Unless you’re writing an ethnography of noisy teenage tourists, any Kentishtowner knows that Camden tube station on a Sunday afternoon is a no go area. So it’s hard to believe that only forty years ago, Camden was quiet at the weekends. Caitlin Davies’ fantastic new history of Camden Lock and the Market expertly tells the story of how a derelict dockyard sprang to life and went on to attract five million visitors a year.
In contrast to Davies’ last book, Taking the Waters – A Swim Around Hampstead Heath, where she focussed on a static area that’s altered little in more than a century, her new publication covers a location buzzing with energy. Camden Lock and the Market manages to document the physical, social, economic and changes to a tiny area, which created a highly concentrated culture that has slowly influenced urban lifestyles from LA to Tokyo.
What most people think of as Camden Market is actually a sprawl of different markets that have grown into collectively the largest street market in the UK. But Davies focuses on Camden Lock, the b of the bang. Through its history we get a sense of how “Camden” evolved from a quiet area of Victorian streets around a post-industrial wasteland along the canal to the cultural landmark it is now. The cool kids might now hang out in other areas of the capital, but without the influence of Camden Lock we would have a totally different concept of what cool is.
Although millions of people have visited and thousands have sold there, Davies manages a cast of key characters who she weaves throughout the book to illustrate the changes to the area. From internationally famous names such as Wayne Hemingway to more local legends such as June Carroll, who opened the first food outlet at the market, Davies blends together their own history and anecdotes with a traditional linear explanation of what was happening and when and where. She highlights the music, fashion, crafts and food, and with over 150 archive images, so even if somehow you’ve never been, it’s easy to transport yourself through time to what was a “hippy haven”, “cradle of design talent”, “multi-cultural melting pot” and an urban outlier in terms of how to regenerate an area, providing employment and opportunities for all, long before the current craze for street-food and pop-ups.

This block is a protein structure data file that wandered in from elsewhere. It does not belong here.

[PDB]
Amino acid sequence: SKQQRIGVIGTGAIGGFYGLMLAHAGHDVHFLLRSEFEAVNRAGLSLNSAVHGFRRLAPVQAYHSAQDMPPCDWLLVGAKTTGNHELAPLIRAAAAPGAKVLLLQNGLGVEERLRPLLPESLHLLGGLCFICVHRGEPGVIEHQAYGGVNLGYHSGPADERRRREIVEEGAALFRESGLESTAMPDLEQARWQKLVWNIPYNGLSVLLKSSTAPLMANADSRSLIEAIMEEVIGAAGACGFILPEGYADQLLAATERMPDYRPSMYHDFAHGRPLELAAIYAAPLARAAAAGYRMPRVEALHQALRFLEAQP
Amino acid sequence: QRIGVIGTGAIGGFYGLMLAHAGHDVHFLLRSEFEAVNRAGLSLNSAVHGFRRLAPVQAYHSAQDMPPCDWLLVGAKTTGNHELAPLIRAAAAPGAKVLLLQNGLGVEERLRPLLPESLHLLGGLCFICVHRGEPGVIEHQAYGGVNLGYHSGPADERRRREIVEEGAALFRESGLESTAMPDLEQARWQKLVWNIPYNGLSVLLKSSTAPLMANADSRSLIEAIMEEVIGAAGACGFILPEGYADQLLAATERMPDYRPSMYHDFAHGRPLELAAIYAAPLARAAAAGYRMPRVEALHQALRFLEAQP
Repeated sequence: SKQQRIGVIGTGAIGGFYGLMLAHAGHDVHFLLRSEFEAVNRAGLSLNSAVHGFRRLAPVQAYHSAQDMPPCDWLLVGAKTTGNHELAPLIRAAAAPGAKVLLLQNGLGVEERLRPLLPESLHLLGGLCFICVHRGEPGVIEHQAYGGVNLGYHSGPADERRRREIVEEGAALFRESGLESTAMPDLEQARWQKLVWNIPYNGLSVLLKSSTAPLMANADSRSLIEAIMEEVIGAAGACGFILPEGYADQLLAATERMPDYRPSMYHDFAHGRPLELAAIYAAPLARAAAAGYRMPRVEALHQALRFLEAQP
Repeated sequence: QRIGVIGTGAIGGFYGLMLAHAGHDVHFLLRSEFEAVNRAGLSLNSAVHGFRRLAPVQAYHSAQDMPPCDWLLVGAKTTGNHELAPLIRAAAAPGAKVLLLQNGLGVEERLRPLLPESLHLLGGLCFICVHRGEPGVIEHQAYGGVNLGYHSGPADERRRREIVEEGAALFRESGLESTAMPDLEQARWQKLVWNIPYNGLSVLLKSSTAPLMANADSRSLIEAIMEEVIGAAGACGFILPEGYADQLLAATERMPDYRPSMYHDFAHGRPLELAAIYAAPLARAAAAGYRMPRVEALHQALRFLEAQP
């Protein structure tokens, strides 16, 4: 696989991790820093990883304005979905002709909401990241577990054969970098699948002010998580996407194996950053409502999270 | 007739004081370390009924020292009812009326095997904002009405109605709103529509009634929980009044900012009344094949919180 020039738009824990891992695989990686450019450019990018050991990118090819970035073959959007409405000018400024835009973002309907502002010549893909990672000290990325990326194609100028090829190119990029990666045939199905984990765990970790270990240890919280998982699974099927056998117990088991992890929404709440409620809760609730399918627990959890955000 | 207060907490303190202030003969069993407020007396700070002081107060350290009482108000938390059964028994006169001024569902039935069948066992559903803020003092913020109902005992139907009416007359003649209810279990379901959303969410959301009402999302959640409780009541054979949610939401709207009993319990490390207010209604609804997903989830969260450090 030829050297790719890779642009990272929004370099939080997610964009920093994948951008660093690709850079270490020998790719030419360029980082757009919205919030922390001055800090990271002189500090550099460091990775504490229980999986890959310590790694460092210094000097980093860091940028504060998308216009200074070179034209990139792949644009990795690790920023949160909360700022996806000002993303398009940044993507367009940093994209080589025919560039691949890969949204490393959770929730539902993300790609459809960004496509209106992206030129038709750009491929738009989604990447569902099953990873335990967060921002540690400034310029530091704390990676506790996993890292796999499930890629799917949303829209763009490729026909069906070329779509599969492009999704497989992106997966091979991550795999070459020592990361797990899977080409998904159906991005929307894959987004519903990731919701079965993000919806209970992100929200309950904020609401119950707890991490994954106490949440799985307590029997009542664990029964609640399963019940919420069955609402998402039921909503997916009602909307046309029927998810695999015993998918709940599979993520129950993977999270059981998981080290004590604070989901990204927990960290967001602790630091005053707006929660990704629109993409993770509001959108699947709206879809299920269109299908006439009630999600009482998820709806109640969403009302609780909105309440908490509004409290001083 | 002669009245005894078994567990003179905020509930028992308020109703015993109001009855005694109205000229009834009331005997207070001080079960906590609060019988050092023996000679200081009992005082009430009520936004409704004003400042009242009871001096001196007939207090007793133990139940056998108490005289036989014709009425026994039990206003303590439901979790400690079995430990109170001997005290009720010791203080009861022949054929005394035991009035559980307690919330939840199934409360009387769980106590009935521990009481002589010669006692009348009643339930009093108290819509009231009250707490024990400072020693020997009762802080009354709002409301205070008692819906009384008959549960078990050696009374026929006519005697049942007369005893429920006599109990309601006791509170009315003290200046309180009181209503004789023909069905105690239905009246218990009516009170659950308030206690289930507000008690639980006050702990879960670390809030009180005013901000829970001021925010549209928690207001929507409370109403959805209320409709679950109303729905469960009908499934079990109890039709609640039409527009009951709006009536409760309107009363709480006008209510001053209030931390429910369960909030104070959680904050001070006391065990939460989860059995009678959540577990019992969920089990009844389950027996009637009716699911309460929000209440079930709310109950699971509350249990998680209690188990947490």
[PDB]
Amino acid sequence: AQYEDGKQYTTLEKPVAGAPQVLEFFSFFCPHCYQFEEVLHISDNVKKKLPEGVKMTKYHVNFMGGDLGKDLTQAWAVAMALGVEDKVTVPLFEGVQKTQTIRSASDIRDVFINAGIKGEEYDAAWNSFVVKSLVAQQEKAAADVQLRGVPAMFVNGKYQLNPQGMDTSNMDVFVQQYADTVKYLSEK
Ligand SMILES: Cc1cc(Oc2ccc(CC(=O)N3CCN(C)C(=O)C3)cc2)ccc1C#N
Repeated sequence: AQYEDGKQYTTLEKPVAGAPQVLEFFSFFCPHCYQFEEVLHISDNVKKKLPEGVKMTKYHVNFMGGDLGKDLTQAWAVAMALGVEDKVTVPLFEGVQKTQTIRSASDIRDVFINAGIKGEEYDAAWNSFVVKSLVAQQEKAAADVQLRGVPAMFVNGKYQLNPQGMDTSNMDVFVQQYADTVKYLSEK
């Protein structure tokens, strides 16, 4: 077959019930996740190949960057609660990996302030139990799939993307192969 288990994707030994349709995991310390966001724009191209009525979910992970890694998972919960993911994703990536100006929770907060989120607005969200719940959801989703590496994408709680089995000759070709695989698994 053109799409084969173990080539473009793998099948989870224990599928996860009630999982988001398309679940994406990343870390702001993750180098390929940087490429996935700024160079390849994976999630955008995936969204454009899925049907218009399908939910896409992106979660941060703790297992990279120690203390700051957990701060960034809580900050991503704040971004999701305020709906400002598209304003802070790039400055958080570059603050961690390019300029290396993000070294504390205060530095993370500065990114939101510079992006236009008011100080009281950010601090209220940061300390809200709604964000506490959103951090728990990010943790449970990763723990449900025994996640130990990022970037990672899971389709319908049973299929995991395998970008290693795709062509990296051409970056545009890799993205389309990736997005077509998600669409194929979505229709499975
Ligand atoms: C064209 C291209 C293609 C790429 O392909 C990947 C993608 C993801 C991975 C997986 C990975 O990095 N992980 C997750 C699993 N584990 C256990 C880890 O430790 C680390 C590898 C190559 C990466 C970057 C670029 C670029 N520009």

One thing that sticks out from the book is how much money some people made, especially in the very early days when there was no competition from other markets. Enterprising, hard-working stall holders could buy items for a pittance and then sell them for eye-watering profits.
But despite the co-operative, easy atmosphere, the history of Camden Lock Market also provides a glimpse of the evolution of retail economics in Britain. Just like anywhere else, Camden has now suffered from cheap global supply chains and the affect of the internet on people’s shopping habits. It’s hard to see whether the market could ever regain the unique personality it had in the 70s, 80s and even 90s, and opinion is split in her book.
One character who sold bootleg cassettes in the 1980s makes a very surprising return to market life at the end of the book – and perhaps represents best of all how the influence of Camden Lock has spread far and wide without losing its distinct essence, so as long the principles of Camden Lock remain, will the community too?
Even Morrissey, the most famous Mancunian miserablist of them all, was moved to sing of a place “under slate grey Victorian sky, Here you’ll find, my heart and I, and still we say come back, Come back to Camden”.